Bump stocks finally get banned
The worst mass shooting in the history of the United States brought national attention to the bump stock.
This firearm attachment effectively transforms semi-automatic weapons into automatic weapons. They were used in October 2017 in Las Vegas when a gunman slaughtered 58 people at a country music concert. Hundreds of others were injured.
The gunman fired on the crowd for more than 10 minutes from a hotel suite. Authorities found 23 assault weapons, including 14 with bump stocks, in the killer’s hotel room.
President Donald Trump had promised a ban on bump stocks, saying in March they “turn legal weapons into illegal machines.”
His administration has made good on this promise. A ban will take effect 90 days after the publication in the Federal Register. Bump stock owners either must destroy these devices or turn them over to the Bureau of Alcohol, Tobacco, Firearms and Explosives.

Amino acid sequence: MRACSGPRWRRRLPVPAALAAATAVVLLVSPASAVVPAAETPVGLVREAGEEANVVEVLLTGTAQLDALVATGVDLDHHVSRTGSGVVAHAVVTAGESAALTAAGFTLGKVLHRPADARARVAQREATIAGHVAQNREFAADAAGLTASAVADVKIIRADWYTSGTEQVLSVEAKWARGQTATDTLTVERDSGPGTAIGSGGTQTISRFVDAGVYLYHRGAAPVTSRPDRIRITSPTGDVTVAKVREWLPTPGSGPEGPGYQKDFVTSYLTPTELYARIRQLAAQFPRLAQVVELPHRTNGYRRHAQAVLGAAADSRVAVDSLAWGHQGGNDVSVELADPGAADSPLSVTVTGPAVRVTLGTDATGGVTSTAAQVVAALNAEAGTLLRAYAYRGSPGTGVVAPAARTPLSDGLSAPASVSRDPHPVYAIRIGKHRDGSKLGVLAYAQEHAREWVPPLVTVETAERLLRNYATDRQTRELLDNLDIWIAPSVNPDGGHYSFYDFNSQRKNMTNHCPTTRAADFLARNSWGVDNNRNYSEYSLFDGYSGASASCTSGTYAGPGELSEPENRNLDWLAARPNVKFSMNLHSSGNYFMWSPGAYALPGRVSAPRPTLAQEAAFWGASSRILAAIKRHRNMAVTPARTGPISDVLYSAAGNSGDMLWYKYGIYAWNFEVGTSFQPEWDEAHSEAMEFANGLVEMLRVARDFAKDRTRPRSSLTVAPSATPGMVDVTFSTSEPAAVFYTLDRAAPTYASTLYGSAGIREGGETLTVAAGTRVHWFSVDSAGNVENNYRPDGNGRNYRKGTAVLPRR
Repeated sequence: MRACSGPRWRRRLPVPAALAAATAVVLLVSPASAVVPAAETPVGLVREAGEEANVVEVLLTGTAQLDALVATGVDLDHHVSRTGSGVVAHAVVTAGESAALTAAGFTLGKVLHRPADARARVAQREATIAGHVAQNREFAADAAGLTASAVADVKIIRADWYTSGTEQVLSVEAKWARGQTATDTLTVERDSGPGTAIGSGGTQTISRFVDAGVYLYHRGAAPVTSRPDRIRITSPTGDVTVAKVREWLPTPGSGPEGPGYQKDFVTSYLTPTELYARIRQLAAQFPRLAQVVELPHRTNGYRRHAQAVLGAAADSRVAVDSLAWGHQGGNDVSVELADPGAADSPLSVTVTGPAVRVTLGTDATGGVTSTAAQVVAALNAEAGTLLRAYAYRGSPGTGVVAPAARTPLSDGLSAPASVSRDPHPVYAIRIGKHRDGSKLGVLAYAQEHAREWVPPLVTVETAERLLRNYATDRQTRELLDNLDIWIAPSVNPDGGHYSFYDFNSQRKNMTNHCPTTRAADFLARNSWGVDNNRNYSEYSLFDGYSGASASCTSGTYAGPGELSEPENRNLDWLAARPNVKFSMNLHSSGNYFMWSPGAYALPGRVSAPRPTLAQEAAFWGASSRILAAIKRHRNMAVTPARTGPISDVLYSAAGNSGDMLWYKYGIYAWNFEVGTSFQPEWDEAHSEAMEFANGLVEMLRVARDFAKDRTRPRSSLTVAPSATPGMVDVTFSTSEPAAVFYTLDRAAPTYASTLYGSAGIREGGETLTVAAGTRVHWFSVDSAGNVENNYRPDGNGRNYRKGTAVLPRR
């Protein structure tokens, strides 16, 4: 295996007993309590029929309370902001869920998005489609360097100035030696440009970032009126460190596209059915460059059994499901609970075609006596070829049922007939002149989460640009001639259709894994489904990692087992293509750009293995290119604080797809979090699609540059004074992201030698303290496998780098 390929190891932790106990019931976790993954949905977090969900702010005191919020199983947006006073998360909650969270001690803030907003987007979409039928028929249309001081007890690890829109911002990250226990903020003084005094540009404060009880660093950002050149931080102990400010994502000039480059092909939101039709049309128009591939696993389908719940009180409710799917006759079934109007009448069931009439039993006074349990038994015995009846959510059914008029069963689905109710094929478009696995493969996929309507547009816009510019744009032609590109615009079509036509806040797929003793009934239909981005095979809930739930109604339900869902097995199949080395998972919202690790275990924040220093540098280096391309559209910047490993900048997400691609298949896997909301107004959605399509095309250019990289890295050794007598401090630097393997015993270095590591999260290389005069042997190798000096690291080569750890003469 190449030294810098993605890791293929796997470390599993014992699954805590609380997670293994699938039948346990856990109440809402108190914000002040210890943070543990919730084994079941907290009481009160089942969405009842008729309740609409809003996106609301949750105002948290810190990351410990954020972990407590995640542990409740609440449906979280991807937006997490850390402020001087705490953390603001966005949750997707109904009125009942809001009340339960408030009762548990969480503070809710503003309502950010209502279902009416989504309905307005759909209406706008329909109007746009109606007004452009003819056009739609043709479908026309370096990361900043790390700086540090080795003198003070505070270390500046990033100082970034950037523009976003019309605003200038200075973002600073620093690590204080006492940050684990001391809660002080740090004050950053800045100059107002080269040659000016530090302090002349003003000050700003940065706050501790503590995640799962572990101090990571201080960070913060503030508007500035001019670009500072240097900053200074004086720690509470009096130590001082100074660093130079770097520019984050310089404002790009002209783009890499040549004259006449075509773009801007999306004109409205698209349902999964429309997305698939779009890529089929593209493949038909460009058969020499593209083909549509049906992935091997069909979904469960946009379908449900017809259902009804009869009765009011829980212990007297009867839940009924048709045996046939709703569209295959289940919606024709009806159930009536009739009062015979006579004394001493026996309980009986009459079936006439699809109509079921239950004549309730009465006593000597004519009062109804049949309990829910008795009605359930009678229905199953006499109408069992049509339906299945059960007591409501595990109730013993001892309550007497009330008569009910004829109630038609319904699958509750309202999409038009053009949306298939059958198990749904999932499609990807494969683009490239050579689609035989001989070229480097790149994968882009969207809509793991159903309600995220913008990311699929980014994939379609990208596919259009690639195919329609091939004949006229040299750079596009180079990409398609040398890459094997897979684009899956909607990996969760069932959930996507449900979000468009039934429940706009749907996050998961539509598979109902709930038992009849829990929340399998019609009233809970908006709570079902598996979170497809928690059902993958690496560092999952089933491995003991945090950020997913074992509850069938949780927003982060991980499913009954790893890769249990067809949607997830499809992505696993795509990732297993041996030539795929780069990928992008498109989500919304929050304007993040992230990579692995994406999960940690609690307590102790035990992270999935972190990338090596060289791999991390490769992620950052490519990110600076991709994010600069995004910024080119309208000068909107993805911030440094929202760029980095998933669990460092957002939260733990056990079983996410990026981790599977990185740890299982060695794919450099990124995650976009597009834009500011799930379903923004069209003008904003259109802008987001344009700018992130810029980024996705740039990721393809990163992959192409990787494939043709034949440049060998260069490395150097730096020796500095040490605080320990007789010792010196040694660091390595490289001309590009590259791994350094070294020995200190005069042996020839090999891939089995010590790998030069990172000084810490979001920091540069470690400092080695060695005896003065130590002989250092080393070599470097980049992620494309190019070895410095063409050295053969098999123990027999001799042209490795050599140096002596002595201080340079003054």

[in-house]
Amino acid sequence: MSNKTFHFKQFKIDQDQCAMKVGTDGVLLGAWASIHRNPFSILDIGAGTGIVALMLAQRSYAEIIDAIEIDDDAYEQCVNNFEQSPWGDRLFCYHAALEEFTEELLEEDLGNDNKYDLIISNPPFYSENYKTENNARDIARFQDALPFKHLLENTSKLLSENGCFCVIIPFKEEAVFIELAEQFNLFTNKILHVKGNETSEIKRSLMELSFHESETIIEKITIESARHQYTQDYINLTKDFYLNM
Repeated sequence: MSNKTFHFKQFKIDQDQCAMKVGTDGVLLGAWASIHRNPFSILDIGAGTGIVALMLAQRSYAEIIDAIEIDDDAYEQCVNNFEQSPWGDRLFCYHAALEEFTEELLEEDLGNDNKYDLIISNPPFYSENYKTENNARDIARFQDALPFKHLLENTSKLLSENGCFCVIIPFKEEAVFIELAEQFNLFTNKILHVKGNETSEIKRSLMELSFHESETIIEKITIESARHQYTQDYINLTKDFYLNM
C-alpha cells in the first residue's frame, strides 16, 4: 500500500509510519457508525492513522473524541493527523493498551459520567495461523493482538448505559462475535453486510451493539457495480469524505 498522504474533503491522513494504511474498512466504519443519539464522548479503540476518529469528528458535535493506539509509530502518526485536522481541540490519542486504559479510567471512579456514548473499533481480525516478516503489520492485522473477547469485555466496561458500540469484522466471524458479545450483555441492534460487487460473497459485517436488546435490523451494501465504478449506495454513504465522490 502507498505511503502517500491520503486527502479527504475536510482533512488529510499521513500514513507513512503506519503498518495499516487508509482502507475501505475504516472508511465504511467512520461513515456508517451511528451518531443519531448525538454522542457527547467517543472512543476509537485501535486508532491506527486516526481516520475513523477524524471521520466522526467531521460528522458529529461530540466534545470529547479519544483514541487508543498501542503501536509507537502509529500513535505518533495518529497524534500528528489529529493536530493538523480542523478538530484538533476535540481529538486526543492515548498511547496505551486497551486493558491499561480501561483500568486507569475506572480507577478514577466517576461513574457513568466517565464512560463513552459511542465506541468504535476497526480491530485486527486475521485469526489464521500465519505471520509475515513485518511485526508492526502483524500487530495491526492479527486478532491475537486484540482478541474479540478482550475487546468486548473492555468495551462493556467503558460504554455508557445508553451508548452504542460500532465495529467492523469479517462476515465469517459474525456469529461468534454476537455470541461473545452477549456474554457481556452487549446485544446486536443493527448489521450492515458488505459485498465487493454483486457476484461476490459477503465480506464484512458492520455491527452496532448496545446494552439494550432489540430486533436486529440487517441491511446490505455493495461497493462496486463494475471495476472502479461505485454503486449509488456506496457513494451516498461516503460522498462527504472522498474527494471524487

It’s been estimated 280,000 to 520,000 bump stocks have been sold in the United States since 2010, the Associated Press reported. It’s unclear if bump stock owners will comply with the ban, but at the least, it will keep more of these devices from circulating.
The National Rifle Association had lobbied to have existing bump stock devices grandfathered in with this ban, and Gun Owners of America has promised a lawsuit, citing Second Amendment rights.
That will be a question for the courts, but these responses miss the larger point. Elected officials have a moral and ethical responsibility to reduce and end the scourge of mass shootings in America. And a bump stock can be used to facilitate a mass shooting since it is basically a workaround for laws limiting machine guns.
This is a very narrow action, but after the slaughter in Las Vegas, it was overdue.